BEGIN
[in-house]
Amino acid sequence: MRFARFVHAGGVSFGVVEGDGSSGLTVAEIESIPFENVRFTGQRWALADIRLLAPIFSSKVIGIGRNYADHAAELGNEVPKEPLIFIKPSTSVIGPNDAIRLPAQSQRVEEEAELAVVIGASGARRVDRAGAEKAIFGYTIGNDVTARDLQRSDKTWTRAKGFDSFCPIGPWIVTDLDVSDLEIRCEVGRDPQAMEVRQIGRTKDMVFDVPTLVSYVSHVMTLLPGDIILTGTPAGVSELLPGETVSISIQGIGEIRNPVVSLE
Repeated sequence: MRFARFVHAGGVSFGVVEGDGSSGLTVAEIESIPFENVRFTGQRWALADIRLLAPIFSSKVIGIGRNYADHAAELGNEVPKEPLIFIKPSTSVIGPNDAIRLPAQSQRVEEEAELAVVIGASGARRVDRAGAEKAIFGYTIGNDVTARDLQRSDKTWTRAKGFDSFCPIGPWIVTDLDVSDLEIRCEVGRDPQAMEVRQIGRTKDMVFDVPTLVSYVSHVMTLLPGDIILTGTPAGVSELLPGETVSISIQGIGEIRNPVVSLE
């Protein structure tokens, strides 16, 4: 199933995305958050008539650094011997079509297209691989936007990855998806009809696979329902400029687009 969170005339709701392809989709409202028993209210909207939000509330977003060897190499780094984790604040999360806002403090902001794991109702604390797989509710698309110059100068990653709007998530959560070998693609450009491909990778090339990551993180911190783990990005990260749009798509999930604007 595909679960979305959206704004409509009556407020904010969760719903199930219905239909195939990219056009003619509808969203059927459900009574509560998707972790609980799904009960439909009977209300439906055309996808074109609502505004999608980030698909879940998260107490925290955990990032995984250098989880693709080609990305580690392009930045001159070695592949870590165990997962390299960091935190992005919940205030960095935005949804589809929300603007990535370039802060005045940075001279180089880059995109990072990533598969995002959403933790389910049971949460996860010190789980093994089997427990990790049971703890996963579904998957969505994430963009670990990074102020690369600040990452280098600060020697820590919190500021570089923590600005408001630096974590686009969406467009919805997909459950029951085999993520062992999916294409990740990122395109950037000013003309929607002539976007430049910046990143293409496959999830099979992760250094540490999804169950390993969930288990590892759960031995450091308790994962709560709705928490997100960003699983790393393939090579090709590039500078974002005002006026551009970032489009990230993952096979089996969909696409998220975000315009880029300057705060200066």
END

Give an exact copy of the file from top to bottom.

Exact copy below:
[in-house]
Amino acid sequence: MRFARFVHAGGVSFGVVEGDGSSGLTVAEIESIPFENVRFTGQRWALADIRLLAPIFSSKVIGIGRNYADHAAELGNEVPKEPLIFIKPSTSVIGPNDAIRLPAQSQRVEEEAELAVVIGASGARRVDRAGAEKAIFGYTIGNDVTARDLQRSDKTWTRAKGFDSFCPIGPWIVTDLDVSDLEIRCEVGRDPQAMEVRQIGRTKDMVFDVPTLVSYVSHVMTLLPGDIILTGTPAGVSELLPGETVSISIQGIGEIRNPVVSLE
Repeated sequence: MRFARFVHAGGVSFGVVEGDGSSGLTVAEIESIPFENVRFTGQRWALADIRLLAPIFSSKVIGIGRNYADHAAELGNEVPKEPLIFIKPSTSVIGPNDAIRLPAQSQRVEEEAELAVVIGASGARRVDRAGAEKAIFGYTIGNDVTARDLQRSDKTWTRAKGFDSFCPIGPWIVTDLDVSDLEIRCEVGRDPQAMEVRQIGRTKDMVFDVPTLVSYVSHVMTLLPGDIILTGTPAGVSELLPGETVSISIQGIGEIRNPVVSLE
């Protein structure tokens, strides 16, 4: 199933995305958050008539650094011997079509297209691989936007990855998806009809696979329902400029687009 969170005339709701392809989709409202028993209210909207939000509330977003060897190499780094984790604040999360806002403090902001794991109702604390797989509710698309110059100068990653709007998530959560070998693609450009491909990778090339990551993180911190783990990005990260749009798509999930604007 595909679960979305959206704004409509009556407020904010969760719903199930219905239909195939990219056009003619509808969203059927459900009574509560998707972790609980799904009960439909009977209300439906055309996808074109609502505004999608980030698909879940998260107490925290955990990032995984250098989880693709080609990305580690392009930045001159070695592949870590165990997962390299960091935190992005919940205030960095935005949804589809929300603007990535370039802060005045940075001279180089880059995109990072990533598969995002959403933790389910049971949460996860010190789980093994089997427990990790049971703890996963579904998957969505994430963009670990990074102020690369600040990452280098600060020697820590919190500021570089923590600005408001630096974590686009969406467009919805997909459950029951085999993520062992999916294409990740990122395109950037000013003309929607002539976007430049910046990143293409496959999830099979992760250094540490999804169950390993969930288990590892759960031995450091308790994962709560709705928490997100960003699983790393393939090579090709590039500078974002005002006026551009970032489009990230993952096979089996969909696409998220975000315009880029300057705060200066």